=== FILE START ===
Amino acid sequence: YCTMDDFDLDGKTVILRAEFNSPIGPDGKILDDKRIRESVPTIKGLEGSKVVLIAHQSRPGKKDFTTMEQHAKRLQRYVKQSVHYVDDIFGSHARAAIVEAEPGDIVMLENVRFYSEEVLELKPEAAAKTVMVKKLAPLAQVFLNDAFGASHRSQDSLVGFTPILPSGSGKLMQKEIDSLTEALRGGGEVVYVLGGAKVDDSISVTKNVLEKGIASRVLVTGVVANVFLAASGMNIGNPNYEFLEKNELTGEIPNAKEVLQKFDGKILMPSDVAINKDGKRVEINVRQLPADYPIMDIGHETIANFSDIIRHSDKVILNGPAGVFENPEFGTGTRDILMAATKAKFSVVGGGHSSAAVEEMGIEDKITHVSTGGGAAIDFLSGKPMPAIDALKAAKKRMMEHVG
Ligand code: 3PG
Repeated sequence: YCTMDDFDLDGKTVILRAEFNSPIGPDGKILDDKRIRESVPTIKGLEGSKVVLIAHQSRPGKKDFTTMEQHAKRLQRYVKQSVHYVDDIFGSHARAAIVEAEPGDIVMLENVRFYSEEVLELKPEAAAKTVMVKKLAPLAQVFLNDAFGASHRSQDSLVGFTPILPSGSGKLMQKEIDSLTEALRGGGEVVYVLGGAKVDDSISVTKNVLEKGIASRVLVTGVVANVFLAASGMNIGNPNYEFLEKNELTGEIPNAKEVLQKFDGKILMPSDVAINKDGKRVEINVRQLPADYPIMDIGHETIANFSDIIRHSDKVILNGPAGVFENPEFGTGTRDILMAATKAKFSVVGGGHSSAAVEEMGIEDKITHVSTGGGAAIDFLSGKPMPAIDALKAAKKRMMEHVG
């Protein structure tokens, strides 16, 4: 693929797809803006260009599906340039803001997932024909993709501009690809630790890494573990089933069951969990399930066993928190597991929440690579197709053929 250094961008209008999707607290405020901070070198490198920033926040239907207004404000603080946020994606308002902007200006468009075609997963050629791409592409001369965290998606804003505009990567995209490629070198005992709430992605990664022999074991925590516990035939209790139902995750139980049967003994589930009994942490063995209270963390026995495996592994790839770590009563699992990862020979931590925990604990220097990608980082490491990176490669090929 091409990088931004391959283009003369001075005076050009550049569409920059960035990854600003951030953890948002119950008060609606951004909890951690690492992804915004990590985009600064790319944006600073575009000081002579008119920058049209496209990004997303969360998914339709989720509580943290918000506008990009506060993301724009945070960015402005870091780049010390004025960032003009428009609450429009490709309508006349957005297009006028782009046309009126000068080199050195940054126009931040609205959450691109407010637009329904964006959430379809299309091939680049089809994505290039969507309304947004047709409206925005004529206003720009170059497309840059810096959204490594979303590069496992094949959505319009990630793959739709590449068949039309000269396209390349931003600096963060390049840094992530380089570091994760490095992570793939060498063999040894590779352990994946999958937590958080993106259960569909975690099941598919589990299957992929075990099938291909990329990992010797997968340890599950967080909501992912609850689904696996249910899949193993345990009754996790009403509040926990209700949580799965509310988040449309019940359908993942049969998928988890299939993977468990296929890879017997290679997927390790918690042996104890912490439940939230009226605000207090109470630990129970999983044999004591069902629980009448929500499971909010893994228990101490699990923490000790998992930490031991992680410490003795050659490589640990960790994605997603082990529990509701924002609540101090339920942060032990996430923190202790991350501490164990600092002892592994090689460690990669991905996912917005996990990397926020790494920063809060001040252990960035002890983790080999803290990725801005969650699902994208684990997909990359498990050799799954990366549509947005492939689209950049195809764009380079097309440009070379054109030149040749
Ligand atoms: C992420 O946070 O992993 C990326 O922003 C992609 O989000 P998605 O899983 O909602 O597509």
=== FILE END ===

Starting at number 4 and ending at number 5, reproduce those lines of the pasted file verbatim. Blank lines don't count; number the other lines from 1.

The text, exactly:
């Protein structure tokens, strides 16, 4: 693929797809803006260009599906340039803001997932024909993709501009690809630790890494573990089933069951969990399930066993928190597991929440690579197709053929 250094961008209008999707607290405020901070070198490198920033926040239907207004404000603080946020994606308002902007200006468009075609997963050629791409592409001369965290998606804003505009990567995209490629070198005992709430992605990664022999074991925590516990035939209790139902995750139980049967003994589930009994942490063995209270963390026995495996592994790839770590009563699992990862020979931590925990604990220097990608980082490491990176490669090929 091409990088931004391959283009003369001075005076050009550049569409920059960035990854600003951030953890948002119950008060609606951004909890951690690492992804915004990590985009600064790319944006600073575009000081002579008119920058049209496209990004997303969360998914339709989720509580943290918000506008990009506060993301724009945070960015402005870091780049010390004025960032003009428009609450429009490709309508006349957005297009006028782009046309009126000068080199050195940054126009931040609205959450691109407010637009329904964006959430379809299309091939680049089809994505290039969507309304947004047709409206925005004529206003720009170059497309840059810096959204490594979303590069496992094949959505319009990630793959739709590449068949039309000269396209390349931003600096963060390049840094992530380089570091994760490095992570793939060498063999040894590779352990994946999958937590958080993106259960569909975690099941598919589990299957992929075990099938291909990329990992010797997968340890599950967080909501992912609850689904696996249910899949193993345990009754996790009403509040926990209700949580799965509310988040449309019940359908993942049969998928988890299939993977468990296929890879017997290679997927390790918690042996104890912490439940939230009226605000207090109470630990129970999983044999004591069902629980009448929500499971909010893994228990101490699990923490000790998992930490031991992680410490003795050659490589640990960790994605997603082990529990509701924002609540101090339920942060032990996430923190202790991350501490164990600092002892592994090689460690990669991905996912917005996990990397926020790494920063809060001040252990960035002890983790080999803290990725801005969650699902994208684990997909990359498990050799799954990366549509947005492939689209950049195809764009380079097309440009070379054109030149040749
Ligand atoms: C992420 O946070 O992993 C990326 O922003 C992609 O989000 P998605 O899983 O909602 O597509």